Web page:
Sunday, June 05, 2011

Case for Inpatient Treatment of Eating Disorders

by Dr. Yong Lee, Director of Psychiatric Services at Remuda Ranch

As a psychiatrist in private practice in the community, I enjoyed engaging with my patients in problem solving. I would tell them it is a brave first step to take. You could have continued living with your problem, but you were brave enough to see that you couldn’t do it on your own. Getting better is a collaborative process. Let’s work together to find a solution to what’s bringing you in. I loved what I did. It gave me enormous satisfaction when my patients were able to overcome their depression, stabilize their panic attacks, stop their drinking, get back to work, reconcile with their spouse. Now this approach works in most clinical situations, but my patients with eating disorders were definitely a special population.

In an ideal world, we as behavioral health providers, dietitians, physicians, therapists, and counselors—all want to do what’s best for our patients, and it frustrates us when we can’t meet their needs. I’m a firm believer of practicing what you preach. If our patients are seeking help for a problem that they cannot overcome, I think there is no shame when we have to admit that are patients are not doing well in an outpatient basis and that we need help. Eating disorders, at least in my experience, cannot be well managed in isolation; it usually requires a team approach, usually involving a therapist, dietitian, primary care provider, and possibly a psychiatric provider, such as myself. A team approach is what attracted me to working at Remuda Ranch as an inpatient psychiatrist.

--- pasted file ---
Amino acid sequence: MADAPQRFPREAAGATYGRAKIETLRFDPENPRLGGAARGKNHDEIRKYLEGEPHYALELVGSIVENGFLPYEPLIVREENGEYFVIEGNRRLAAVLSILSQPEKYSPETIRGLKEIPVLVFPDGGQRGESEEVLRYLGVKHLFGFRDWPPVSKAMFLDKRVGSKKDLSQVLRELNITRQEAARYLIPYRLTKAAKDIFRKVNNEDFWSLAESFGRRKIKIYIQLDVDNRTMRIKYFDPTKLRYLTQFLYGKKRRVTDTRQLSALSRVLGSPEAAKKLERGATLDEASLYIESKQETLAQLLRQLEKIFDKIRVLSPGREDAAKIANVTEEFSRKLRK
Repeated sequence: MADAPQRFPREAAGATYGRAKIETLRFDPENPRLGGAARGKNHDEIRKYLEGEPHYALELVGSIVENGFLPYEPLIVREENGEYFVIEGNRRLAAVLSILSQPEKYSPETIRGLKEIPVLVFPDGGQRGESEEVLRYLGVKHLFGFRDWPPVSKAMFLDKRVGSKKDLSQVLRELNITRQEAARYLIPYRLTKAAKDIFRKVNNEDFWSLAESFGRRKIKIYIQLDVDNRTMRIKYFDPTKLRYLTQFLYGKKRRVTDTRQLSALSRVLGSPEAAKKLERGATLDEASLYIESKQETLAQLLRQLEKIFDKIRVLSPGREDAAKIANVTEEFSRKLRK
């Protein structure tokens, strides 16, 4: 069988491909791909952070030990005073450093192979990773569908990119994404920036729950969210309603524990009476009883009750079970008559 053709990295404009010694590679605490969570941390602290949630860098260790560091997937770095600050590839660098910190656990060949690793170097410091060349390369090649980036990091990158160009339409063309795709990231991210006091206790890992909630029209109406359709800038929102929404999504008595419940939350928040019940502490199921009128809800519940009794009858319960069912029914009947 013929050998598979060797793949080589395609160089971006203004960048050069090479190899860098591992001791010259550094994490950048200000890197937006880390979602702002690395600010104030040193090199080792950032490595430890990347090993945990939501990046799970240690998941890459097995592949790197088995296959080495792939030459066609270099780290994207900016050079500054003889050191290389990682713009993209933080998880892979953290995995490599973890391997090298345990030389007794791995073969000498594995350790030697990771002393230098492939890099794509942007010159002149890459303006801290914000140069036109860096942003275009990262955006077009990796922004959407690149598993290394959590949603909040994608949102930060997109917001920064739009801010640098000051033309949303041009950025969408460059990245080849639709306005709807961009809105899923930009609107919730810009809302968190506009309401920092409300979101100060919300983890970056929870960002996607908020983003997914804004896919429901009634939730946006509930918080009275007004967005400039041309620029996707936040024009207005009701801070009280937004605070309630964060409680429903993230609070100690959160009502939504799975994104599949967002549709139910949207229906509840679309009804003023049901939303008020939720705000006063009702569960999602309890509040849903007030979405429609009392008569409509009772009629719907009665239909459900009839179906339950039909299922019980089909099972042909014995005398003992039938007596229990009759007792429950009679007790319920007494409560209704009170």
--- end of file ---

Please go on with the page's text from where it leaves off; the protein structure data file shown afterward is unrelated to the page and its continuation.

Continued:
What I recognized, after years of practice, was when a behavior is life threatening, the priority needs to be to do whatever it takes to stop the behavior. This may involve removing the patient from factors that maybe fueling the behavior, which may include peers, school, work, and even family. This may be incredibly painful and disruptive, but the ultimate goal is to disrupt the eating disorder, not school, work, or family life. These are all good things the eating disorder threatens to destroy...finish article

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